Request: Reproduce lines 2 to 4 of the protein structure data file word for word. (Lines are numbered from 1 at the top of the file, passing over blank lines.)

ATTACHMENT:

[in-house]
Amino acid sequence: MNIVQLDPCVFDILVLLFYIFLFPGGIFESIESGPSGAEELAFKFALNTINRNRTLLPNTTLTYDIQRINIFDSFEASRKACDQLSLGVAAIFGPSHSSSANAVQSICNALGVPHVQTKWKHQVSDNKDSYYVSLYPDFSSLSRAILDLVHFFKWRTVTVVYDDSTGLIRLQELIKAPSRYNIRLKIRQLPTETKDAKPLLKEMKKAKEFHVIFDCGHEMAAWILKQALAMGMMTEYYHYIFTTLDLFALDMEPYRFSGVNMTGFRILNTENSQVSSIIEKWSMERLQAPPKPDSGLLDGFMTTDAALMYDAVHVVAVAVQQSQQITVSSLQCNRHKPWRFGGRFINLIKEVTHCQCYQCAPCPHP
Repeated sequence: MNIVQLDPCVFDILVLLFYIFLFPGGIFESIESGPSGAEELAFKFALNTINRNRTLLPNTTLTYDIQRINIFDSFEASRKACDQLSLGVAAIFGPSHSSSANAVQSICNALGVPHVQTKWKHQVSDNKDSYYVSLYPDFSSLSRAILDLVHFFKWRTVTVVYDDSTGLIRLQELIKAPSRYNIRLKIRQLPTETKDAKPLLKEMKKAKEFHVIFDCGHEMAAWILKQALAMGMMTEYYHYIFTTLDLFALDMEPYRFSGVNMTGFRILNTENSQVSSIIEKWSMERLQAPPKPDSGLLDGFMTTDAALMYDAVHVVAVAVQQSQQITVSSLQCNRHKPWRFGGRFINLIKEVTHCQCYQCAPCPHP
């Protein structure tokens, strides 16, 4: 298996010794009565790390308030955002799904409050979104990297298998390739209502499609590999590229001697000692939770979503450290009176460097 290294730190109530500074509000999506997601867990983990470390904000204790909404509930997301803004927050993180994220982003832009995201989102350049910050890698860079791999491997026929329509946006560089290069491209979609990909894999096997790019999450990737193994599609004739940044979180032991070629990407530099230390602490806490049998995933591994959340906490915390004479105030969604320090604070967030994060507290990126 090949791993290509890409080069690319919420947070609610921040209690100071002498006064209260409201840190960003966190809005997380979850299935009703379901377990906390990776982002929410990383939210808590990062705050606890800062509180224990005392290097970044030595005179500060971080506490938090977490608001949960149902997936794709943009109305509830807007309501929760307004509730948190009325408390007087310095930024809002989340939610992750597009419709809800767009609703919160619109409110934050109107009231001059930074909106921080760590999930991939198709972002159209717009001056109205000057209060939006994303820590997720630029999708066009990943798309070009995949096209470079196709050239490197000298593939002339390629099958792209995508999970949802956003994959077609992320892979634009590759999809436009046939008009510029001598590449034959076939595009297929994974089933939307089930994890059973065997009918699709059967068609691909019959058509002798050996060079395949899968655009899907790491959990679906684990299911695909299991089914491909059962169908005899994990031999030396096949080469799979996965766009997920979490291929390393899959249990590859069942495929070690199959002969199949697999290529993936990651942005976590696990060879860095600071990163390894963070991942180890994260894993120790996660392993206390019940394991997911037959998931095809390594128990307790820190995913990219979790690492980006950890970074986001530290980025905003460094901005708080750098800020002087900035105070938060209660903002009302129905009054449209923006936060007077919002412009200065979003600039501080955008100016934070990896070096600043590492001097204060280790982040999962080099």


Amino acid sequence: MNIVQLDPCVFDILVLLFYIFLFPGGIFESIESGPSGAEELAFKFALNTINRNRTLLPNTTLTYDIQRINIFDSFEASRKACDQLSLGVAAIFGPSHSSSANAVQSICNALGVPHVQTKWKHQVSDNKDSYYVSLYPDFSSLSRAILDLVHFFKWRTVTVVYDDSTGLIRLQELIKAPSRYNIRLKIRQLPTETKDAKPLLKEMKKAKEFHVIFDCGHEMAAWILKQALAMGMMTEYYHYIFTTLDLFALDMEPYRFSGVNMTGFRILNTENSQVSSIIEKWSMERLQAPPKPDSGLLDGFMTTDAALMYDAVHVVAVAVQQSQQITVSSLQCNRHKPWRFGGRFINLIKEVTHCQCYQCAPCPHP
Repeated sequence: MNIVQLDPCVFDILVLLFYIFLFPGGIFESIESGPSGAEELAFKFALNTINRNRTLLPNTTLTYDIQRINIFDSFEASRKACDQLSLGVAAIFGPSHSSSANAVQSICNALGVPHVQTKWKHQVSDNKDSYYVSLYPDFSSLSRAILDLVHFFKWRTVTVVYDDSTGLIRLQELIKAPSRYNIRLKIRQLPTETKDAKPLLKEMKKAKEFHVIFDCGHEMAAWILKQALAMGMMTEYYHYIFTTLDLFALDMEPYRFSGVNMTGFRILNTENSQVSSIIEKWSMERLQAPPKPDSGLLDGFMTTDAALMYDAVHVVAVAVQQSQQITVSSLQCNRHKPWRFGGRFINLIKEVTHCQCYQCAPCPHP
């Protein structure tokens, strides 16, 4: 298996010794009565790390308030955002799904409050979104990297298998390739209502499609590999590229001697000692939770979503450290009176460097 290294730190109530500074509000999506997601867990983990470390904000204790909404509930997301803004927050993180994220982003832009995201989102350049910050890698860079791999491997026929329509946006560089290069491209979609990909894999096997790019999450990737193994599609004739940044979180032991070629990407530099230390602490806490049998995933591994959340906490915390004479105030969604320090604070967030994060507290990126 090949791993290509890409080069690319919420947070609610921040209690100071002498006064209260409201840190960003966190809005997380979850299935009703379901377990906390990776982002929410990383939210808590990062705050606890800062509180224990005392290097970044030595005179500060971080506490938090977490608001949960149902997936794709943009109305509830807007309501929760307004509730948190009325408390007087310095930024809002989340939610992750597009419709809800767009609703919160619109409110934050109107009231001059930074909106921080760590999930991939198709972002159209717009001056109205000057209060939006994303820590997720630029999708066009990943798309070009995949096209470079196709050239490197000298593939002339390629099958792209995508999970949802956003994959077609992320892979634009590759999809436009046939008009510029001598590449034959076939595009297929994974089933939307089930994890059973065997009918699709059967068609691909019959058509002798050996060079395949899968655009899907790491959990679906684990299911695909299991089914491909059962169908005899994990031999030396096949080469799979996965766009997920979490291929390393899959249990590859069942495929070690199959002969199949697999290529993936990651942005976590696990060879860095600071990163390894963070991942180890994260894993120790996660392993206390019940394991997911037959998931095809390594128990307790820190995913990219979790690492980006950890970074986001530290980025905003460094901005708080750098800020002087900035105070938060209660903002009302129905009054449209923006936060007077919002412009200065979003600039501080955008100016934070990896070096600043590492001097204060280790982040999962080099």